We still don’t think that the whole thing is fair, and by our standards it certainly isn’t, but there is something else that wasn’t fair. It wasn’t fair that Jesus, a sinless man, went to the cross for your sins and for mine. Yet, that is precisely what happened. We live in a world of reckonings and accounts, of debts owed and debts paid. We live in a world of boundaries and schedules, spreadsheets, and bookkeeping, and of hourly wages. The Kingdom of God is on another dimension that turns our world upside down. When Jesus chose to go to the cross for you and for me he didn’t first ask the questions that we would ask: do we deserve it and can we repay it. Because the answer to both questions is no.

The economics of the Kingdom of God are quite unlike the economics of the world and, like Peter, we bitterly complain about the unfairness of it all. We miss the point that if God had our fairness mentality, and went strictly by what is fair, then salvation would be out of the grasp of us all.

There is an old rabbinic parable about a farmer who had two sons. As soon as they were old enough to walk, he took them to the fields, and taught them everything that he knew about growing crops and raising animals. When he got too old to work, the two boys took over running the farm and when the father died, they found that they enjoyed working together and so decided to keep their partnership. Each brother contributed what he could and during every harvest season, they would divide equally what they had produced together. Across the years the elder brother never married but the younger did marry and had eight wonderful children. Some years later when they were having a wonderful harvest, the older brother thought to himself one night, "My brother has ten mouths to feed. I have only one. He really needs more of this harvest than I do, but I know he is much too fair to renegotiate. I know what I'll do. In the dead of the night when he is already asleep, I'll take some of what I have put in my barn and I'll slip it over into his barn to help him feed his children.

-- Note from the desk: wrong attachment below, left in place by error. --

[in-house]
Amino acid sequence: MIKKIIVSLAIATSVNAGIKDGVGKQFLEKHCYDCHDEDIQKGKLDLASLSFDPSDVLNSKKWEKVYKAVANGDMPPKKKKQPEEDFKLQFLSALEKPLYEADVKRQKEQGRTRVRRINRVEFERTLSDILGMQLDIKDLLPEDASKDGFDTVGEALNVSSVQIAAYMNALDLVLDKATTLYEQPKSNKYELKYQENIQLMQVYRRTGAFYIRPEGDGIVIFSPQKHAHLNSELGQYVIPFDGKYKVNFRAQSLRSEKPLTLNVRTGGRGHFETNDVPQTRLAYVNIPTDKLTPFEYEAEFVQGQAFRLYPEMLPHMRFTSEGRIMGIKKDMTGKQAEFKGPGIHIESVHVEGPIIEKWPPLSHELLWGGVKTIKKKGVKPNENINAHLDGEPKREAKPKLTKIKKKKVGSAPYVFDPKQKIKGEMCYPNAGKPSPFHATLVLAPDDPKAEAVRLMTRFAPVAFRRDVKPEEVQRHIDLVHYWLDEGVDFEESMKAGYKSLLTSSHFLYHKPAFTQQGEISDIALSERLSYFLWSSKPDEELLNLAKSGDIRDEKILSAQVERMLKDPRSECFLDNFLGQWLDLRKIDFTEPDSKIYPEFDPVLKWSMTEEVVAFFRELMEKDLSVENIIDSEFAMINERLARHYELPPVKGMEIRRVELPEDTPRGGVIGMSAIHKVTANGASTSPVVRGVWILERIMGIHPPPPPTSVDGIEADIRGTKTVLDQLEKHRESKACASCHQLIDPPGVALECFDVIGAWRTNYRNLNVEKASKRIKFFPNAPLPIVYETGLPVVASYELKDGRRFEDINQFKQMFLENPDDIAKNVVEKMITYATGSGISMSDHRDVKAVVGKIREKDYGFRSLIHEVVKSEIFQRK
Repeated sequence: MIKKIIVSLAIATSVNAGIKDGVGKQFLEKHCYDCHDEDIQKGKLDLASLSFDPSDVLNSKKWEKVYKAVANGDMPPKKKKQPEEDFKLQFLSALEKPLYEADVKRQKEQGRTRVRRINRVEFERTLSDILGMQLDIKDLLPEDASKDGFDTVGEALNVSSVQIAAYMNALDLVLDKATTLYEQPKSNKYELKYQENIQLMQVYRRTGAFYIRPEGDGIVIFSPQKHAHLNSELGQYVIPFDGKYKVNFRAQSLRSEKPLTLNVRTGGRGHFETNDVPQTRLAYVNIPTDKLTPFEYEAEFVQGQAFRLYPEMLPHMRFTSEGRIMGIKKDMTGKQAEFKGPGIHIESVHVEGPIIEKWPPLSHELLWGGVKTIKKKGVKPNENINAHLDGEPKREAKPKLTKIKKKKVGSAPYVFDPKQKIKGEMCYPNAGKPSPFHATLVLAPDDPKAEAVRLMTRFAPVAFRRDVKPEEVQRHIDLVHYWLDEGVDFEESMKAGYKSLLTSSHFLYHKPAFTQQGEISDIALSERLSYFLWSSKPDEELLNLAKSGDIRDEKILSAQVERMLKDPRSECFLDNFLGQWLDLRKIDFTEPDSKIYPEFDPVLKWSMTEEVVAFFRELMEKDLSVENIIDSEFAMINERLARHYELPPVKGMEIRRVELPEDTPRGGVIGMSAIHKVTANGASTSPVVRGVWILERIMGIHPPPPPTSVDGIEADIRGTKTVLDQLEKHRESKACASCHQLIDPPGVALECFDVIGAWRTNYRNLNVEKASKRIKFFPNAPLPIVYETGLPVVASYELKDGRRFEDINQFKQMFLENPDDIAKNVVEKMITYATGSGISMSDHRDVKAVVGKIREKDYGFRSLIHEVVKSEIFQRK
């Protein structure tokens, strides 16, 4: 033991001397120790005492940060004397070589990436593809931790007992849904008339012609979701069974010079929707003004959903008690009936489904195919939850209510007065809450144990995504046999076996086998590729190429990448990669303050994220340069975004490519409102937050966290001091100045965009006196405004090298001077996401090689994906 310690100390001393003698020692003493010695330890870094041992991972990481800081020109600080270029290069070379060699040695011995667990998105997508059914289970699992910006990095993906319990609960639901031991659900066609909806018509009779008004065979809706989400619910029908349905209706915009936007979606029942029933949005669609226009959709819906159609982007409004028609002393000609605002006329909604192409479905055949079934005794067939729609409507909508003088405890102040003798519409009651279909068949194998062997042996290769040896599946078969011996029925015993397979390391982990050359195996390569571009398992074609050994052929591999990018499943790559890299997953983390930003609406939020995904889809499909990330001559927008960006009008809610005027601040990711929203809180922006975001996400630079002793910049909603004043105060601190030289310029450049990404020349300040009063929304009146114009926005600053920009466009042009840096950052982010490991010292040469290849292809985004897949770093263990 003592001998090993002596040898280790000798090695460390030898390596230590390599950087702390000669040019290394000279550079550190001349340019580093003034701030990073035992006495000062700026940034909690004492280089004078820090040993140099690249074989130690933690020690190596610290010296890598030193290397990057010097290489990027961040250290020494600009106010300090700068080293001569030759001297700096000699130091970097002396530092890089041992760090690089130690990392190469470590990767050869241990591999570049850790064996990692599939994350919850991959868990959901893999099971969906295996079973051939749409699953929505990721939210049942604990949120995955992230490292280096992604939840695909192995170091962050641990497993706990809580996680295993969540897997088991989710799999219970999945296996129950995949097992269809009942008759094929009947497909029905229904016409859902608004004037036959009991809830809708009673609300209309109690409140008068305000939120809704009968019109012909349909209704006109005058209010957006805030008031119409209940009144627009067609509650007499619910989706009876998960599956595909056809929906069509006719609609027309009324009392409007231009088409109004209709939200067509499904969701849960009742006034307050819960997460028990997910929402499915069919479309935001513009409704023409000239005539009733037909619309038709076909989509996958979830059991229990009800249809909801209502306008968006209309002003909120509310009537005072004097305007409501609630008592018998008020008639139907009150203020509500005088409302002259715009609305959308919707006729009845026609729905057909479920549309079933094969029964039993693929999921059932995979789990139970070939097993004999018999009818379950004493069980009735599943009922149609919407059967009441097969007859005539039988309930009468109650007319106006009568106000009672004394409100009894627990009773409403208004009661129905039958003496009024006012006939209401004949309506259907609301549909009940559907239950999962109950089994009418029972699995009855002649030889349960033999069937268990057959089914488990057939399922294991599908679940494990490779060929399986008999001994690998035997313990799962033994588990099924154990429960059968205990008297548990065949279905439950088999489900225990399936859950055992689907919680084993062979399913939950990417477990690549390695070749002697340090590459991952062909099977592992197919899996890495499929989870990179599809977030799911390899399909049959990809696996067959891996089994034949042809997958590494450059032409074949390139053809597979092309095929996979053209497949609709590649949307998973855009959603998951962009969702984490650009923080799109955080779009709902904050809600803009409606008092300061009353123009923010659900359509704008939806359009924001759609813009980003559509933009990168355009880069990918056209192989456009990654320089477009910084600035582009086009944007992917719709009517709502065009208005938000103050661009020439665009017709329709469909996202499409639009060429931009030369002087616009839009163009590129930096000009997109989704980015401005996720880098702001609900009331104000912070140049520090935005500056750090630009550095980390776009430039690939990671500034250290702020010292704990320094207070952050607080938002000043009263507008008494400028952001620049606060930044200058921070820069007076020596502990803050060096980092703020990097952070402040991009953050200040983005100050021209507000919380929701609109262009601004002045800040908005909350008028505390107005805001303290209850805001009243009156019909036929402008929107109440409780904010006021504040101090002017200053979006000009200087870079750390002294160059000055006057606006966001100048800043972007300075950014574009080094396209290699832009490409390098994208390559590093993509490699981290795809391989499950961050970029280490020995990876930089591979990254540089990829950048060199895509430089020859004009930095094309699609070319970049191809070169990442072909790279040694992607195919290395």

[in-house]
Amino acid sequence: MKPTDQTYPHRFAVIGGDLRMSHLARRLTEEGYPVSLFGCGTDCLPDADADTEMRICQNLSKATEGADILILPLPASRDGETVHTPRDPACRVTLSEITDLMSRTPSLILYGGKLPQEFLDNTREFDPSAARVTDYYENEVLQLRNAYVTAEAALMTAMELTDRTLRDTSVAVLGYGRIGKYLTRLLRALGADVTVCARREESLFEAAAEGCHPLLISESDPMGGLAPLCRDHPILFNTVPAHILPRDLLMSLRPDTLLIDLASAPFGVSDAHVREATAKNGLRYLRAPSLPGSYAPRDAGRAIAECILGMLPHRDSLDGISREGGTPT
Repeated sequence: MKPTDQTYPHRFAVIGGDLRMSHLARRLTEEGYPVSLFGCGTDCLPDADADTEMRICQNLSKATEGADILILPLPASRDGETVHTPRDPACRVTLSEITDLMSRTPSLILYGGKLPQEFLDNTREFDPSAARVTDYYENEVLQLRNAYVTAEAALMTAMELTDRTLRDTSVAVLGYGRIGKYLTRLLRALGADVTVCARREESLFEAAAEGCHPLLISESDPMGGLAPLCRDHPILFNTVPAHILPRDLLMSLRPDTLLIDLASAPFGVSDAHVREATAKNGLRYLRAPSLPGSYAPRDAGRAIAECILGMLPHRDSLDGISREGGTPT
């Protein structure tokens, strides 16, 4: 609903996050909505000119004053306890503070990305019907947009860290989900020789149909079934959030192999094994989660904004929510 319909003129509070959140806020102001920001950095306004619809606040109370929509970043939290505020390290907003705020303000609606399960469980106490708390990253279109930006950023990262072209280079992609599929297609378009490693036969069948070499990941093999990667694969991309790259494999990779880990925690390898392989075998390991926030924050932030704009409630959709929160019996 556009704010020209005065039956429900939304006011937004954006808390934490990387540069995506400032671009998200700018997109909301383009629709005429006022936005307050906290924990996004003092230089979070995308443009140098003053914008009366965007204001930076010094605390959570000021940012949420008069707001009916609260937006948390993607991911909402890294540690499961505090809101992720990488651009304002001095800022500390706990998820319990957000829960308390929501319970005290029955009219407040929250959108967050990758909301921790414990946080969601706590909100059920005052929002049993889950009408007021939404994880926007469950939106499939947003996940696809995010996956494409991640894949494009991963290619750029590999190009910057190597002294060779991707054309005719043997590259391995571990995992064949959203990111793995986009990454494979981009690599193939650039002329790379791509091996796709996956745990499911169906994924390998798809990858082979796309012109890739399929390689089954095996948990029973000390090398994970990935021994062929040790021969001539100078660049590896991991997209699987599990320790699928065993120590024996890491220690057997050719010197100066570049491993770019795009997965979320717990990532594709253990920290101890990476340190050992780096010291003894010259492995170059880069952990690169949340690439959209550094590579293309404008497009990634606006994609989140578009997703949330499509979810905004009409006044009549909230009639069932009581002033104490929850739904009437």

At the very time he was having these thoughts, the younger brother was thinking to himself, "God has given me these wonderful children but my brother hasn't been so fortunate. He really needs more of this harvest for his old age, but I know him. He's much too fair. He'll never renegotiate. I know what I'll do. In the dead of the night when he's asleep, I'll take some of what I've put in my barn and slip it over into his barn." And so, one night when the moon was full, as you may have already anticipated, the two brothers came face to face, each on a mission of generosity. The old rabbi said that there wasn't a cloud in the sky, but a gentle rain began to fall. You know what it was? God, weeping for joy because two of his children had gotten the point. Two of his children had come to realize that generosity is the deepest characteristic of the holy, and because we are made in God's image, our being generous is the secret to our joy as well.

Life is not fair, thank God! It's not fair because it's rooted in God’s grace. Amen.